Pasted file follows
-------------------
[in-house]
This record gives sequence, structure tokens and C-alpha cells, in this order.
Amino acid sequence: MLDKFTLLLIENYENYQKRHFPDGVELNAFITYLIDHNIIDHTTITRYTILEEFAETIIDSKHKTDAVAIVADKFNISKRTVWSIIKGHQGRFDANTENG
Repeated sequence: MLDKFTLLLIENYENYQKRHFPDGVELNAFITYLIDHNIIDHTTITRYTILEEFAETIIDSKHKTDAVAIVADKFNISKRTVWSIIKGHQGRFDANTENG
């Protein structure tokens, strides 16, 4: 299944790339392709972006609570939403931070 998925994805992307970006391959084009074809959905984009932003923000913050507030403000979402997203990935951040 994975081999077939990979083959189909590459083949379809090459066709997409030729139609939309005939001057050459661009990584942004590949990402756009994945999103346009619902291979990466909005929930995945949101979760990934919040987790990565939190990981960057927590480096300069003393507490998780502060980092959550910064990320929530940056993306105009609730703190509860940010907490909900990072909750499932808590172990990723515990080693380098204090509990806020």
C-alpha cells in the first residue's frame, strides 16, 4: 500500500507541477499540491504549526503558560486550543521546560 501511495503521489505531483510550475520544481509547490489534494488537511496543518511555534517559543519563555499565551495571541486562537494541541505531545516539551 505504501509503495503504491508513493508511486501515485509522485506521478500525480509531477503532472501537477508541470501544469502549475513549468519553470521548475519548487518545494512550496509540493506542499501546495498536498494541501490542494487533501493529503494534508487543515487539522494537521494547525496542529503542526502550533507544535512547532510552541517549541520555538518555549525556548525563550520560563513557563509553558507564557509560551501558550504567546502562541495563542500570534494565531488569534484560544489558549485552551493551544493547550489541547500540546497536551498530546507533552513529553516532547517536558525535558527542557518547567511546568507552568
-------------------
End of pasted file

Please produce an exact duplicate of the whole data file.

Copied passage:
[in-house]
This record gives sequence, structure tokens and C-alpha cells, in this order.
Amino acid sequence: MLDKFTLLLIENYENYQKRHFPDGVELNAFITYLIDHNIIDHTTITRYTILEEFAETIIDSKHKTDAVAIVADKFNISKRTVWSIIKGHQGRFDANTENG
Repeated sequence: MLDKFTLLLIENYENYQKRHFPDGVELNAFITYLIDHNIIDHTTITRYTILEEFAETIIDSKHKTDAVAIVADKFNISKRTVWSIIKGHQGRFDANTENG
């Protein structure tokens, strides 16, 4: 299944790339392709972006609570939403931070 998925994805992307970006391959084009074809959905984009932003923000913050507030403000979402997203990935951040 994975081999077939990979083959189909590459083949379809090459066709997409030729139609939309005939001057050459661009990584942004590949990402756009994945999103346009619902291979990466909005929930995945949101979760990934919040987790990565939190990981960057927590480096300069003393507490998780502060980092959550910064990320929530940056993306105009609730703190509860940010907490909900990072909750499932808590172990990723515990080693380098204090509990806020």
C-alpha cells in the first residue's frame, strides 16, 4: 500500500507541477499540491504549526503558560486550543521546560 501511495503521489505531483510550475520544481509547490489534494488537511496543518511555534517559543519563555499565551495571541486562537494541541505531545516539551 505504501509503495503504491508513493508511486501515485509522485506521478500525480509531477503532472501537477508541470501544469502549475513549468519553470521548475519548487518545494512550496509540493506542499501546495498536498494541501490542494487533501493529503494534508487543515487539522494537521494547525496542529503542526502550533507544535512547532510552541517549541520555538518555549525556548525563550520560563513557563509553558507564557509560551501558550504567546502562541495563542500570534494565531488569534484560544489558549485552551493551544493547550489541547500540546497536551498530546507533552513529553516532547517536558525535558527542557518547567511546568507552568